Mr. Bleau was successfully represented by Attorney Craven at a hearing before a trial justice of the Rhode Island Superior Court in the case entitled Bleau v. Wall, PM No. 97-4545, which took place approximately sixteen years ago. Before representing Mr. Bleau, Attorney Craven had previously been employed as a prosecuting attorney in the Office of the Rhode Island Attorney General (Attorney General's Office), which is the same office that prosecuted Mr. Bleau. At the Attorney General's Office, Attorney Craven rose to the position of Assistant Chief of the Criminal Division (Assistant Chief). Pursuant to office protocol, a paralegal in the office routinely placed Attorney Craven's name on responses to discovery requests in cases which had not been arraigned and were awaiting permanent assignment at the Attorney General's Office. See Exs. 1 and 2. Thus, although Attorney Craven was not actively involved in Mr. Bleau's case, the office used his name as the responding attorney in documents which corresponded to Mr. Bleau's case.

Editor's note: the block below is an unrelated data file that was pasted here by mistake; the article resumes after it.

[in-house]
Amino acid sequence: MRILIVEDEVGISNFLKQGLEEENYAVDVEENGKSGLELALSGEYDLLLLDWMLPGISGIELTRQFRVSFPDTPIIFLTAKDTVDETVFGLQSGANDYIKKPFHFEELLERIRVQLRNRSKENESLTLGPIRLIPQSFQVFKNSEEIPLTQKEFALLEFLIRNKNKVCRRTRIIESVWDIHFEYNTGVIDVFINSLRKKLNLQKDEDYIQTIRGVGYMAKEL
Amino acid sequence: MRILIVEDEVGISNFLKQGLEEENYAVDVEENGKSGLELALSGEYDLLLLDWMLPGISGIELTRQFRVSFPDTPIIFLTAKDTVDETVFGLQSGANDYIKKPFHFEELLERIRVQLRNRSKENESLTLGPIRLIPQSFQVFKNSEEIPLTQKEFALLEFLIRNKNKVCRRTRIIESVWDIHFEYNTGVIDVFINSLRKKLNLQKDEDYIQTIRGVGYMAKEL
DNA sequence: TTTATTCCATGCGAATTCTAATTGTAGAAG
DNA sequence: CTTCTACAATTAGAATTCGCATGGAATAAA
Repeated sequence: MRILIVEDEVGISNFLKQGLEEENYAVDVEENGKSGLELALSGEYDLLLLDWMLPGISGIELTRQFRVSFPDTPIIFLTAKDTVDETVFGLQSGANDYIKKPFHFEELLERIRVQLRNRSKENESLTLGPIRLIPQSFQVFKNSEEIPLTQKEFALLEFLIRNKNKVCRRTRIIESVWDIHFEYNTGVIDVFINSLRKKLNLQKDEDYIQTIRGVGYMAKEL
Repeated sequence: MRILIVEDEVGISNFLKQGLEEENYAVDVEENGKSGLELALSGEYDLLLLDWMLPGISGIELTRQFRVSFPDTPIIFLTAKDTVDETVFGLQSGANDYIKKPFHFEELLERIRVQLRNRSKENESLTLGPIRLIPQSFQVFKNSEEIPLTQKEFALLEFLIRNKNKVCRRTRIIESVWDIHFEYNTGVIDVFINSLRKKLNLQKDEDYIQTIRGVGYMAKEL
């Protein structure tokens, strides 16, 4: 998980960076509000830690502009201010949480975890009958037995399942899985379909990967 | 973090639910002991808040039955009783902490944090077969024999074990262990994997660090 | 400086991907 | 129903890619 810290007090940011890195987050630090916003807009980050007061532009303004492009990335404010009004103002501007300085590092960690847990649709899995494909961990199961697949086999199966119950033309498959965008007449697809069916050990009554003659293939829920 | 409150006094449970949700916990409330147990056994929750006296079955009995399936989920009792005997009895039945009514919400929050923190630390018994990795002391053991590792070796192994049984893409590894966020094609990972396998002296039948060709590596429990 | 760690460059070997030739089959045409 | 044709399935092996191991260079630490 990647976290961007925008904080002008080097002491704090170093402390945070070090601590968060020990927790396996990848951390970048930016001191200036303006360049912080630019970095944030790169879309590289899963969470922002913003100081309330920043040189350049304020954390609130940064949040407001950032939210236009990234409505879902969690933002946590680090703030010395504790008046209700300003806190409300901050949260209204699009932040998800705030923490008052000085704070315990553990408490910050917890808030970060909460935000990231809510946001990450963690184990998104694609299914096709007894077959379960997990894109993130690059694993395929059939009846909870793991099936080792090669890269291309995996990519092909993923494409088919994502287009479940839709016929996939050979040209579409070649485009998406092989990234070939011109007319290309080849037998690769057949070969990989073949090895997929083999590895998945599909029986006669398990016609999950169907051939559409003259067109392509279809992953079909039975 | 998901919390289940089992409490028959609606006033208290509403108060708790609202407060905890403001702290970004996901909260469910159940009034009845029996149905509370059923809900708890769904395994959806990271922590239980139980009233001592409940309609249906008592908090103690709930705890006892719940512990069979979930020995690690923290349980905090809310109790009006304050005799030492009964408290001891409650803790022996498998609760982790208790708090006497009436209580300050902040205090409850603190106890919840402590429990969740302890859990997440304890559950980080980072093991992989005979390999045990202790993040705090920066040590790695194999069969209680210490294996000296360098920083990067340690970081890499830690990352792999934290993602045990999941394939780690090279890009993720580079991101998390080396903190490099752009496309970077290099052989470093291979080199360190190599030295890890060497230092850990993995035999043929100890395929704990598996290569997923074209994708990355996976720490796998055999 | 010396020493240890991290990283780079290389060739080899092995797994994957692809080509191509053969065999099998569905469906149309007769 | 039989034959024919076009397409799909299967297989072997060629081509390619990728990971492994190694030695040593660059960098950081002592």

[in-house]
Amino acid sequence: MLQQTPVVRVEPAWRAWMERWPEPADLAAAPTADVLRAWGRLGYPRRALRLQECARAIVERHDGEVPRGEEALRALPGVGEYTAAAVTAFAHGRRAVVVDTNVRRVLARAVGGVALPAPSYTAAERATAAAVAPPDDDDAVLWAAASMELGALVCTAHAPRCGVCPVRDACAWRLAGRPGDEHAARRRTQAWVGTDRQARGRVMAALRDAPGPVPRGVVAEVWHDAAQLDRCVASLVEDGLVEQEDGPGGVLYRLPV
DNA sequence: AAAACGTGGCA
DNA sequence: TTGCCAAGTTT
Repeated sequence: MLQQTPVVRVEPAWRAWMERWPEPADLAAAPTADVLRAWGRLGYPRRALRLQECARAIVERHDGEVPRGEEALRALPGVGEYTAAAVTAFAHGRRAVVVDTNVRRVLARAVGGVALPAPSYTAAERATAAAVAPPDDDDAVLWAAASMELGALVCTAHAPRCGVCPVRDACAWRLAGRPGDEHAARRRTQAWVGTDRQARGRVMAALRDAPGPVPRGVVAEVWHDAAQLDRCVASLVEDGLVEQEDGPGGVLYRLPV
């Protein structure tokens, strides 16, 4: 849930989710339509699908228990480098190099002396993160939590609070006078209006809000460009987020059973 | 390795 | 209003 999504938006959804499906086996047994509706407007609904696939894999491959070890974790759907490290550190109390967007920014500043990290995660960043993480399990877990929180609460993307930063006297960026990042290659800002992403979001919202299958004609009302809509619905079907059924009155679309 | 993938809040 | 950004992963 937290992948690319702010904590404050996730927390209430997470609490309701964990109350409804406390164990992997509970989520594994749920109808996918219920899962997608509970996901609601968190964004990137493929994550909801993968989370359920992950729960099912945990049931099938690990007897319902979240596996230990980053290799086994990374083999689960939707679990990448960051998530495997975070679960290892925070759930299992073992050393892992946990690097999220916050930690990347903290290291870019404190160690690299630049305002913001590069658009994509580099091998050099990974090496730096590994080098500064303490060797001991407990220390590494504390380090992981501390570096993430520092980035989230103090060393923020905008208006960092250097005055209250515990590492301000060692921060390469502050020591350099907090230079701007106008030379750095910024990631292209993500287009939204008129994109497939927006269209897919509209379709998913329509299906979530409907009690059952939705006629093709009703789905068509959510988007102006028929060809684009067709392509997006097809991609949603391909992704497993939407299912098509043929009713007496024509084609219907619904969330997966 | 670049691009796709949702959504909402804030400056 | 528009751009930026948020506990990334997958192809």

Eventually, Attorney Craven left the Attorney General's Office and entered private practice. Attorney Craven testified that it was his practice to inform new clients that he was a former prosecutor. Further, Attorney Craven testified that he informed Mr. Bleau that he was a former prosecutor at the start of his representation. He does not recall Mr. Bleau having objected to his representation. See Ex. 5. At the hearing before the Superior Court on Mr. Bleau's first application for postconviction relief, Attorney Craven represented Mr. Bleau and was successful in having Mr. Bleau's convictions set aside. Subsequently, the State appealed the trial justice's ruling to the Rhode Island Supreme Court. This Court notes that Attorney Craven did not represent Mr. Bleau on appeal. On appeal, the Rhode Island Supreme Court reversed the hearing justice's ruling. Bleau, 808 A.2d at 640-41. The Court determined that the hearing justice had committed an abuse of discretion when he failed to hold an evidentiary hearing before granting Mr. Bleau's application for postconviction relief. Id. Further, the Court concluded that the Department of Justice's reports lacked materiality and were merely cumulative and impeaching. Id. at 644. Thus, the Court held that Mr. Bleau was not entitled to postconviction relief. Id. at 644-45.